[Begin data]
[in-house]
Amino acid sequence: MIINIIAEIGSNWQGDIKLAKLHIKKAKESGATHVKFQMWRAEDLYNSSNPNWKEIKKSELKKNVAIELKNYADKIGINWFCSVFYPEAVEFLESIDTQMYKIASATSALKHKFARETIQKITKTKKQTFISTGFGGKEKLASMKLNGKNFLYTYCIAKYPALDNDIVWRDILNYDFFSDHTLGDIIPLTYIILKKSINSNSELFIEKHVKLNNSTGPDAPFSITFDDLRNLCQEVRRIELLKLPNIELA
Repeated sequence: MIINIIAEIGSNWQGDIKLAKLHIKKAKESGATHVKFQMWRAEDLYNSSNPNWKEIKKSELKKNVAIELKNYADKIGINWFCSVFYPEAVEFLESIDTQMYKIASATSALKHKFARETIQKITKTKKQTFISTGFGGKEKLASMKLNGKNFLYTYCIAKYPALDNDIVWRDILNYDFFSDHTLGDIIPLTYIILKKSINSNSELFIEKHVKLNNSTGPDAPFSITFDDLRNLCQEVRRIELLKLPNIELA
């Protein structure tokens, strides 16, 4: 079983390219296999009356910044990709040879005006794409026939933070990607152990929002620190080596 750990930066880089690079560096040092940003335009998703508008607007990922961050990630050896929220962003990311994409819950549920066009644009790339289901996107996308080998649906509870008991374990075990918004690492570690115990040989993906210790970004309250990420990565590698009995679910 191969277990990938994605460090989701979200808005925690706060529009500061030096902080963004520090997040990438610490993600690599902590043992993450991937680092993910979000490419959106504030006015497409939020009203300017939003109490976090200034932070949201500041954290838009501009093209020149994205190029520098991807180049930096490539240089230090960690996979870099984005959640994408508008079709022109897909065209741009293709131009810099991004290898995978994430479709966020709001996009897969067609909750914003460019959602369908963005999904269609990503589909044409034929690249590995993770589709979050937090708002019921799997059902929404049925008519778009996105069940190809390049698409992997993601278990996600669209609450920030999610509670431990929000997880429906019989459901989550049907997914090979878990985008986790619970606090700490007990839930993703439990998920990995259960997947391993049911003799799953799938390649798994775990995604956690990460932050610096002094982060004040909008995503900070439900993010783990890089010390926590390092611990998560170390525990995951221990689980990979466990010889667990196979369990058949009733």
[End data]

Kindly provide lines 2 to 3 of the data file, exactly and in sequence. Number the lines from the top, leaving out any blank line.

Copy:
Amino acid sequence: MIINIIAEIGSNWQGDIKLAKLHIKKAKESGATHVKFQMWRAEDLYNSSNPNWKEIKKSELKKNVAIELKNYADKIGINWFCSVFYPEAVEFLESIDTQMYKIASATSALKHKFARETIQKITKTKKQTFISTGFGGKEKLASMKLNGKNFLYTYCIAKYPALDNDIVWRDILNYDFFSDHTLGDIIPLTYIILKKSINSNSELFIEKHVKLNNSTGPDAPFSITFDDLRNLCQEVRRIELLKLPNIELA
Repeated sequence: MIINIIAEIGSNWQGDIKLAKLHIKKAKESGATHVKFQMWRAEDLYNSSNPNWKEIKKSELKKNVAIELKNYADKIGINWFCSVFYPEAVEFLESIDTQMYKIASATSALKHKFARETIQKITKTKKQTFISTGFGGKEKLASMKLNGKNFLYTYCIAKYPALDNDIVWRDILNYDFFSDHTLGDIIPLTYIILKKSINSNSELFIEKHVKLNNSTGPDAPFSITFDDLRNLCQEVRRIELLKLPNIELA